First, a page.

The 60-day suspension handed down by the three California Horse Racing Board stewards against Eclipse Award-winning trainer Bob Baffert comes as no surprise, given the CHRB track record. Under the California rules of racing, any positive for morphine, even at an infinitesimal level, is a violation. Furthermore, the presence of the prohibited substance violates another CHRB rule that makes the trainer solely responsible for the condition of his horse. The absolute nature of the rules gave the stewards an opportunity to hide behind the letter of the law and ignore extenuating circumstances brought up during eight days of hearings earlier this year by Baffert's attorney, Neil Papiano.
Baffert learned of the suspension June 17, not from the CHRB, but from a reporter calling for comment. It was Father's Day, and the trainer was visiting his parents' home in Nogales, Ariz. Papiano happened to be at Hollywood Park that same day when a reporter asked him about the suspension. He hadn't been notified of the ruling by the CHRB, either.
That's ridiculous, especially considering the way the racing board hid information from the press last year when another Eclipse Award-winning trainer, Robert Frankel, had two horses test positive for microscopic amounts of morphine. The two Frankel positives turned up a short time after the Baffert-trained Nautical Look was found to have trace levels of morphine in her system after winning a race at Hollywood Park on May 3, 2000, while Baffert was in Kentucky.
Frankel has been through this before. In 1996 he was exonerated of a morphine charge when his attorneys convinced the stewards that poppy seed contamination could have caused the trace-level positive test in one of his horses.
Papiano has said he will appeal the Baffert ruling, adding the trainer also will file a federal lawsuit against the CHRB for violating his civil rights. During the hearings, it was disclosed that a blood sample taken from Nautical Look was thrown out rather than tested. The CHRB instructed its official laboratory, Truesdail, to discard numerous blood samples, purportedly as a cost-saving measure. Papiano said blood tests on Frankel's two positives also were discarded. "Isn't that a coincidence?" he asked.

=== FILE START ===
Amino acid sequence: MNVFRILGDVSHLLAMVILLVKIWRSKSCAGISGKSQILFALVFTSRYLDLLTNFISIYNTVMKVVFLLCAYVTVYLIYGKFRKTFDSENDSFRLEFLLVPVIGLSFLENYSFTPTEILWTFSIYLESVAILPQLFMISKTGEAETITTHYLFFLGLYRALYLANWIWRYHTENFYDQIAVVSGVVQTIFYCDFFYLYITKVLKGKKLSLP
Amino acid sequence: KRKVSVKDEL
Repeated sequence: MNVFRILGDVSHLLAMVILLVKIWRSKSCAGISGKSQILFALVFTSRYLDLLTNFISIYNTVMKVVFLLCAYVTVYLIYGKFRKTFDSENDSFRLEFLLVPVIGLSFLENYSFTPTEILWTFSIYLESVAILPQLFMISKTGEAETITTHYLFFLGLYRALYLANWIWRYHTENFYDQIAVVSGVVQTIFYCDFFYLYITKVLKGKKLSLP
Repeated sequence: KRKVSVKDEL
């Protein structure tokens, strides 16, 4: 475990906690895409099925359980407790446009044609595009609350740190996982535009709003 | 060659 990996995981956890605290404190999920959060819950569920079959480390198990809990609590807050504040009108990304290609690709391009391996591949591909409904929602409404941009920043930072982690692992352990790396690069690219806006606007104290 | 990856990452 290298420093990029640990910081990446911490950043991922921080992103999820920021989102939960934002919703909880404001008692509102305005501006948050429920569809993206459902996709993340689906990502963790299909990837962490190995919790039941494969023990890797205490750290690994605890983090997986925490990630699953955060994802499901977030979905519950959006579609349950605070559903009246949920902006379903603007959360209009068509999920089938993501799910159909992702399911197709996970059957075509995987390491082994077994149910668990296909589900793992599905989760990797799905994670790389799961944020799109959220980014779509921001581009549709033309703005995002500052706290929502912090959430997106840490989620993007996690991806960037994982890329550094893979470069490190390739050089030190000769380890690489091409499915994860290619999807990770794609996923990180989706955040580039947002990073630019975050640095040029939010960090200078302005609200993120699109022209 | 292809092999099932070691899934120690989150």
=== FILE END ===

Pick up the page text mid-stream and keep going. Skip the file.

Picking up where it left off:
Baffert and Frankel aren't the only high-profile trainers to be prosecuted in California in what many see as dubious cases. More than a decade ago, D. Wayne Lukas and the late Lazaro Barrera were charged by the CHRB with having horses test positive for cocaine. Both men eventually had their cases thrown out. Those mishandled incidents occurred prior to the arrival of Roy Wood as the racing board's executive director.
More recently, during Wood's tenure, the CHRB went after several trainers with outstanding reputations, including Ron McAnally, Richard Mandella, and the late Willard Proctor, after their horses tested positive for scopolamine. During hearings, it was disclosed the scopolamine likely came from jimsonweed in contaminated hay or straw -- possibly in the CHRB's own test barn. Nevertheless, according to one of the trainers charged in the case, Wood suggested the trainers may have purposely administered scopolamine -- despite the fact the drug can be deadly. An administrative law judge threw out the charges, but Wood wants to re-hear the scopolamine cases.
The CHRB is not cleaning up the sport by prosecuting trainers involved with trace-level positive tests. Instead, it is giving racing a black eye by blindly enforcing rules that were written before the development of the sensitive drug tests that are now available in most labs.
Papiano, who has been involved with cases before the stewards for years, said he is beginning to wonder if personal vendettas are driving some of the decisions made by CHRB staff. "There is some kind of strange situation going on here," he said. "This is insanity."